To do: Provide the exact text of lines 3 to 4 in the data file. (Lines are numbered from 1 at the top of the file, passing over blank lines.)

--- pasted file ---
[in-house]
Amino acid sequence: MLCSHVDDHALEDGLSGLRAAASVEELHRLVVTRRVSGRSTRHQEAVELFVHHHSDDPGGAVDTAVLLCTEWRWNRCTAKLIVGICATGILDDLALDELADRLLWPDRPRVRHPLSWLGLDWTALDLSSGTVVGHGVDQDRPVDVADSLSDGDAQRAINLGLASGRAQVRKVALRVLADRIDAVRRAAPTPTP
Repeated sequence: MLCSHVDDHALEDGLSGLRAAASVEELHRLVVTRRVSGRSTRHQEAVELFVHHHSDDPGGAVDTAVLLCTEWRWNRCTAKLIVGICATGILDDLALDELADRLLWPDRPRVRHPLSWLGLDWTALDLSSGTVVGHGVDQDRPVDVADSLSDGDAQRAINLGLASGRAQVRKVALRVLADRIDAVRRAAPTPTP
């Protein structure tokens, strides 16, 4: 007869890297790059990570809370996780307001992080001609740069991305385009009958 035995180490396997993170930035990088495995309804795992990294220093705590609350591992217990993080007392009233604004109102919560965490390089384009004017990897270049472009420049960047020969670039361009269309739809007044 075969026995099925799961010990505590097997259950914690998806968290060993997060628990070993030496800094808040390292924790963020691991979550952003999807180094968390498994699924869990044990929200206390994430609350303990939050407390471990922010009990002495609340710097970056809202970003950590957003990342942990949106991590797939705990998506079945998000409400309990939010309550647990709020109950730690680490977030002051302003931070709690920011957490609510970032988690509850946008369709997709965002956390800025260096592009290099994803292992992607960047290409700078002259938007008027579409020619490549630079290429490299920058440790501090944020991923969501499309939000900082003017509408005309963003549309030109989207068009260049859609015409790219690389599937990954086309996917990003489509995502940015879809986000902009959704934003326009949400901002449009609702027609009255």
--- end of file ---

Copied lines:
Repeated sequence: MLCSHVDDHALEDGLSGLRAAASVEELHRLVVTRRVSGRSTRHQEAVELFVHHHSDDPGGAVDTAVLLCTEWRWNRCTAKLIVGICATGILDDLALDELADRLLWPDRPRVRHPLSWLGLDWTALDLSSGTVVGHGVDQDRPVDVADSLSDGDAQRAINLGLASGRAQVRKVALRVLADRIDAVRRAAPTPTP
């Protein structure tokens, strides 16, 4: 007869890297790059990570809370996780307001992080001609740069991305385009009958 035995180490396997993170930035990088495995309804795992990294220093705590609350591992217990993080007392009233604004109102919560965490390089384009004017990897270049472009420049960047020969670039361009269309739809007044 075969026995099925799961010990505590097997259950914690998806968290060993997060628990070993030496800094808040390292924790963020691991979550952003999807180094968390498994699924869990044990929200206390994430609350303990939050407390471990922010009990002495609340710097970056809202970003950590957003990342942990949106991590797939705990998506079945998000409400309990939010309550647990709020109950730690680490977030002051302003931070709690920011957490609510970032988690509850946008369709997709965002956390800025260096592009290099994803292992992607960047290409700078002259938007008027579409020619490549630079290429490299920058440790501090944020991923969501499309939000900082003017509408005309963003549309030109989207068009260049859609015409790219690389599937990954086309996917990003489509995502940015879809986000902009959704934003326009949400901002449009609702027609009255």